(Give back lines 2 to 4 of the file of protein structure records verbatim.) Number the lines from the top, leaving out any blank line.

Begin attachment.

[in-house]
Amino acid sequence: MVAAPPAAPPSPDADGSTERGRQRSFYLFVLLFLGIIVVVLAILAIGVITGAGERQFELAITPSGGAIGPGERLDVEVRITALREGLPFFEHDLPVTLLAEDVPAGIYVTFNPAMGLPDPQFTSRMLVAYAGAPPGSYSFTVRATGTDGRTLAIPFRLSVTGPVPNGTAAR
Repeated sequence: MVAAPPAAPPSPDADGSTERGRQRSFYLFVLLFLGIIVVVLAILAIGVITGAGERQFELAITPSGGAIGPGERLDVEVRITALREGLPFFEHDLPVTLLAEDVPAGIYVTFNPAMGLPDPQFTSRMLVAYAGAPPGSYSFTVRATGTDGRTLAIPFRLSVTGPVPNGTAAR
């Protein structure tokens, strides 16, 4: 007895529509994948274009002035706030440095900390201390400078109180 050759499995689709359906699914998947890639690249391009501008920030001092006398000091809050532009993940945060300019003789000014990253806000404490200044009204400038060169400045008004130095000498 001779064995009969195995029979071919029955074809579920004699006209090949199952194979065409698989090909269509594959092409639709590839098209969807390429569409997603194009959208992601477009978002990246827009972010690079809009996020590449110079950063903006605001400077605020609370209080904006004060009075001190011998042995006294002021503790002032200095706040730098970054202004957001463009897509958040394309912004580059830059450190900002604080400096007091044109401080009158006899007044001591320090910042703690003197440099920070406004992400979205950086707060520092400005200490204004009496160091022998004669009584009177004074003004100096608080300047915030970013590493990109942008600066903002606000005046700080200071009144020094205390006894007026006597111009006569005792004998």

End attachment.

Amino acid sequence: MVAAPPAAPPSPDADGSTERGRQRSFYLFVLLFLGIIVVVLAILAIGVITGAGERQFELAITPSGGAIGPGERLDVEVRITALREGLPFFEHDLPVTLLAEDVPAGIYVTFNPAMGLPDPQFTSRMLVAYAGAPPGSYSFTVRATGTDGRTLAIPFRLSVTGPVPNGTAAR
Repeated sequence: MVAAPPAAPPSPDADGSTERGRQRSFYLFVLLFLGIIVVVLAILAIGVITGAGERQFELAITPSGGAIGPGERLDVEVRITALREGLPFFEHDLPVTLLAEDVPAGIYVTFNPAMGLPDPQFTSRMLVAYAGAPPGSYSFTVRATGTDGRTLAIPFRLSVTGPVPNGTAAR
């Protein structure tokens, strides 16, 4: 007895529509994948274009002035706030440095900390201390400078109180 050759499995689709359906699914998947890639690249391009501008920030001092006398000091809050532009993940945060300019003789000014990253806000404490200044009204400038060169400045008004130095000498 001779064995009969195995029979071919029955074809579920004699006209090949199952194979065409698989090909269509594959092409639709590839098209969807390429569409997603194009959208992601477009978002990246827009972010690079809009996020590449110079950063903006605001400077605020609370209080904006004060009075001190011998042995006294002021503790002032200095706040730098970054202004957001463009897509958040394309912004580059830059450190900002604080400096007091044109401080009158006899007044001591320090910042703690003197440099920070406004992400979205950086707060520092400005200490204004009496160091022998004669009584009177004074003004100096608080300047915030970013590493990109942008600066903002606000005046700080200071009144020094205390006894007026006597111009006569005792004998």